It goes without saying that choosing the right pair of football boots is an important decision for any player. Comfort, grip and durability are the main things to look out for when deciding which boot to use.
Pavl Williams, a professional football coach and author who specialises in grassroots and youth
Screw-in studs: variable-length, screw-in studs are used on soft grass pitches and for extra traction when the surface is wet. Smaller rubber studs can be bought to convert the boot into a hard ground boot. Some players prefer the traditional 6-stud layout, these plates are being phased out for newer designs which spread the player’s weight more evenly across the foot and are generally more comfortable.
Moulded studs: more numerable, shorter plastic studs are used on harder surfaces such as firm grass and 3G astro-turf. These boots are more comfortable than screw-in models and are generally suitable for any but the most slick of grass surfaces, making them a good all-round choice.
Moulded Blades: Designed to combine the grip of metal/screw-in studs with the comfort of moulded studs, ‘blades’ and other alternative patterns are an excellent versatile option. In particular, plastic blades can be worn in almost any environment (offering good grip on even wet surfaces and comfortable and safe enough to wear on astro-turf). Metal blades are great specialist soft-ground boots but are not suitable for harder surfaces.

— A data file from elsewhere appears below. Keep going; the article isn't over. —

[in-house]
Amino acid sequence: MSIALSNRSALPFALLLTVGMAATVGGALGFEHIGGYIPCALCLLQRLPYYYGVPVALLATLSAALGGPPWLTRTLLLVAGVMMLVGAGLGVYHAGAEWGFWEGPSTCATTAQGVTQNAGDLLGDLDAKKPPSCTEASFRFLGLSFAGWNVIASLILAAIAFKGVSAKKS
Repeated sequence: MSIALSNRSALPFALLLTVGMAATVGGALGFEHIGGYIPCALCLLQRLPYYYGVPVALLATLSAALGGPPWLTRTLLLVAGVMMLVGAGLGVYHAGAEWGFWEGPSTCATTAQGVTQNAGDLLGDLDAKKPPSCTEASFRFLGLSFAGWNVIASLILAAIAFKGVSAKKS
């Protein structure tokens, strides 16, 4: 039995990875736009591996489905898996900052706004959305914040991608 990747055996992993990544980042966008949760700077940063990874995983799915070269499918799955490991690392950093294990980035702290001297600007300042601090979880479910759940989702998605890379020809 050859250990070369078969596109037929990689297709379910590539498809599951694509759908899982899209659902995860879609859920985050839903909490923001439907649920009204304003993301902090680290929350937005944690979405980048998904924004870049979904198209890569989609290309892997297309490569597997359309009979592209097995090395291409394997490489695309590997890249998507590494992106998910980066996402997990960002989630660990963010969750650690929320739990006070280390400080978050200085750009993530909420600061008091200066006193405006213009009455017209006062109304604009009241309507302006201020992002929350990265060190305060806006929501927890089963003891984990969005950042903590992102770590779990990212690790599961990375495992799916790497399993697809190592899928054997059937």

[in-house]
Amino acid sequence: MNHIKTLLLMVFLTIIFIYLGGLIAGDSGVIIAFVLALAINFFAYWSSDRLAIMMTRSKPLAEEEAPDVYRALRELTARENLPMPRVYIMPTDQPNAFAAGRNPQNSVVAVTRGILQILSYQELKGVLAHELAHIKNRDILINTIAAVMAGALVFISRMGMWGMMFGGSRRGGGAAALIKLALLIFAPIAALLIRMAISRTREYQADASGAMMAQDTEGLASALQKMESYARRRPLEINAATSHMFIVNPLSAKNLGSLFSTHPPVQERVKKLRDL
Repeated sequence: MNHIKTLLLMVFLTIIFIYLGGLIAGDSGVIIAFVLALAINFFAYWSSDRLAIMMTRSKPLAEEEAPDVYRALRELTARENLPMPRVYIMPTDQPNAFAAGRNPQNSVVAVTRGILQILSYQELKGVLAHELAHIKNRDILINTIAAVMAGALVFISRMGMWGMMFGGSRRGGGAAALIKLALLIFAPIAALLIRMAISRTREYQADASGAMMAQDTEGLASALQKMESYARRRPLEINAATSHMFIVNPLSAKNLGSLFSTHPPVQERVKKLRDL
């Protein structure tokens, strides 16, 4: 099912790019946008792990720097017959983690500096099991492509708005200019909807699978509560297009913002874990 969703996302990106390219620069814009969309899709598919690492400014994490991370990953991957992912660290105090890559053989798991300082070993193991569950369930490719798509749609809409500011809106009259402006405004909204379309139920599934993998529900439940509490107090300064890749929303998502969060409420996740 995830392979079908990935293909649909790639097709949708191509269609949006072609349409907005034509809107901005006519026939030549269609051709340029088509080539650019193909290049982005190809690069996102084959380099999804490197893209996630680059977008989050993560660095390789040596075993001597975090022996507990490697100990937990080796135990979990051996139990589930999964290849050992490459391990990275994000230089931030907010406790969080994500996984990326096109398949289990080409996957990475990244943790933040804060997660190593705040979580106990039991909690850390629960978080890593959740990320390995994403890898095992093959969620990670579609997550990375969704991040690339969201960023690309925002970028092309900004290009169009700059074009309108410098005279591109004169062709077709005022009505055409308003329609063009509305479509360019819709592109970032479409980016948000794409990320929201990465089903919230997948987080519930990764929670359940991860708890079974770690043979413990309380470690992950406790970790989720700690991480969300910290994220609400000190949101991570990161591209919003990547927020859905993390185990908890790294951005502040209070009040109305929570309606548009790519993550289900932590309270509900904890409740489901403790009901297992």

Leather: Ideally players will be able to pick-up some genuine leather boots. They are softer, adapt to player’s feet over time and provide exceptional feel for the ball. Unfortunately they are usually the most expensive type of boot to buy; the top models use the same materials as the professional’s boots and can be very expensive. However, it is occasionally possible to find an affordable pair.
Plastic: The cheapest model often bears only an aesthetic resemblance to the professional boot – they are usually made of plastic and any other features are merely cosmetic. Plastic boots stubbornly hold their shape, even when that bears no resemblance to the player’s foot. These boots often rub against the toes and heel giving some players blisters.
Synthetic: A third option is a synthetic material which is often used on mid-range boots. It is a polyurethane base but modified with micro-fibres to create a more flexible and softer material. These boots are only slightly less comfortable than leather boots and are often half the price. For the majority of players these boots are ideal.